Market analysts say the economy is recovering from the recession. But it seems that every day we read about another company laying off workers and the tough IT job market. All this has Eileen Strider wondering, in this week's column, how you are faring and what kind of support you are both giving and receiving during these tough times.
Have you been laid off from your job? Are you finding jobs with decent salaries hard to come by? I personally know a number of IT people whom I respect as talented, experienced, and highly skilled who have been looking for employment for many months. What toll is the situation taking on you and your family? What kinds of support have you received for yourself, and what types have you been able to give to others?
Perhaps you still have a job, and you feel a little guilty about it. Maybe you've been expected to pick up the work of laid-off coworkers because there was no reduction in the work to be done and no extensions to the scheduled completion dates. Are you finding that quality has fallen off the radar screen in terms of management attention? Are you feeling used, abused, and maybe even embarrassed about your work quality, yet at the same time fortunate to still have a job?
If you're experiencing any of these situations, please know that you are not the only one. There are many people having similar experiences right now. Yet, in each of these situations, alone and lonely is very much how it may feel to you. There may be a whole long list of feelings that you are experiencing: embarrassment, incompetence, anger, sadness, paralysis, uselessness, and the guilt of being a burden to others. These are all reasonable feelings to experience, but they may still feel very foreign to you. Maybe it's the first time in your life you've felt this way. If so, it can be very unsettling.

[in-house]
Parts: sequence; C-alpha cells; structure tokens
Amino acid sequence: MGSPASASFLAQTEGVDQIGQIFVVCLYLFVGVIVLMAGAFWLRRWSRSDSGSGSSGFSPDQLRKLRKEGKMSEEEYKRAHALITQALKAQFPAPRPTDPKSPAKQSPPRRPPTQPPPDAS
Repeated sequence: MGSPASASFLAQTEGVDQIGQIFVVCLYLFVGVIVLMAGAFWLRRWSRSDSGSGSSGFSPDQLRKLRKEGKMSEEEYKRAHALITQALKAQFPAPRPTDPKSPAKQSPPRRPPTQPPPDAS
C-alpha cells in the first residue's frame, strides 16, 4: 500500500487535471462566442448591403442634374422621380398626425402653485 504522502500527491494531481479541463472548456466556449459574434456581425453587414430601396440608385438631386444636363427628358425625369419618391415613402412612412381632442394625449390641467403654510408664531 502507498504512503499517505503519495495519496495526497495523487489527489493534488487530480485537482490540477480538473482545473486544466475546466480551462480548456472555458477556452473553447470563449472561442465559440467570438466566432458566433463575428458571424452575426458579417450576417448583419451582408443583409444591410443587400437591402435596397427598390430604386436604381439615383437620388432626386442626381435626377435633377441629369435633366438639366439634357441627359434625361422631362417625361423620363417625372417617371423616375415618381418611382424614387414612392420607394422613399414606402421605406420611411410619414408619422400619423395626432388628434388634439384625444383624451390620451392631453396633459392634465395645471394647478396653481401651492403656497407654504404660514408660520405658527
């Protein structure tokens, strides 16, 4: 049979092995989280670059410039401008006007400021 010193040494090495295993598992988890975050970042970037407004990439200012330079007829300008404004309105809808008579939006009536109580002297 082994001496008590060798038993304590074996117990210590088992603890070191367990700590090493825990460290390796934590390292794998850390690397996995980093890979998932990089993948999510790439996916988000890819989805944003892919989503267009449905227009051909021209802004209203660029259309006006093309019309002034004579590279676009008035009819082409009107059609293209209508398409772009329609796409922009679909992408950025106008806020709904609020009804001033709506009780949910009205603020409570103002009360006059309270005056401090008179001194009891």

A Helping Hand
This brings us to the matter of support. I don't know about you, but when I'm feeling incompetent or embarrassed, it's very hard for me to ask for support. Yet, support is one of the things I need most at these times. And support to others is one thing I can still offer and feel good about giving. Giving support not only can help another but helps me feel better about myself. It's a demonstration of civility in what feels like uncivilized times. It expresses my respect and caring for others and takes my focus off my own situation. I have a teacher and friend who says, "Everything is easier with support." It helps me to realize that everyone, not just me, needs support at some time.
What kind of support would be helpful for you right now, IF you could ask for it? And what kind of support could you offer to others? Here's an example I read about recently in my local newspaper. A Sprint employee started a support group for laid-off IT professionals where they could meet and exchange information and job leads. After the story appeared in the paper, attendance doubled at their next meeting. Here's a starter list of possible types of support you might like to receive or to offer:
- listening to a person's story of what happened and how she feels about it
- sharing information about job openings
- emailing job leads to friends with the skills being sought
- phoning a friend to ask how he is doing
- passing people's names and resumes on to recruiters you know
- reviewing a person's resume for him
- going for a walk, lunch, or a cup of coffee with someone-just being there
Support is not about pity. Support is showing you care for another person, not because of the position that person held in the past or their knowledge in a particular field or what he/she can do for you; but simply because he or she is a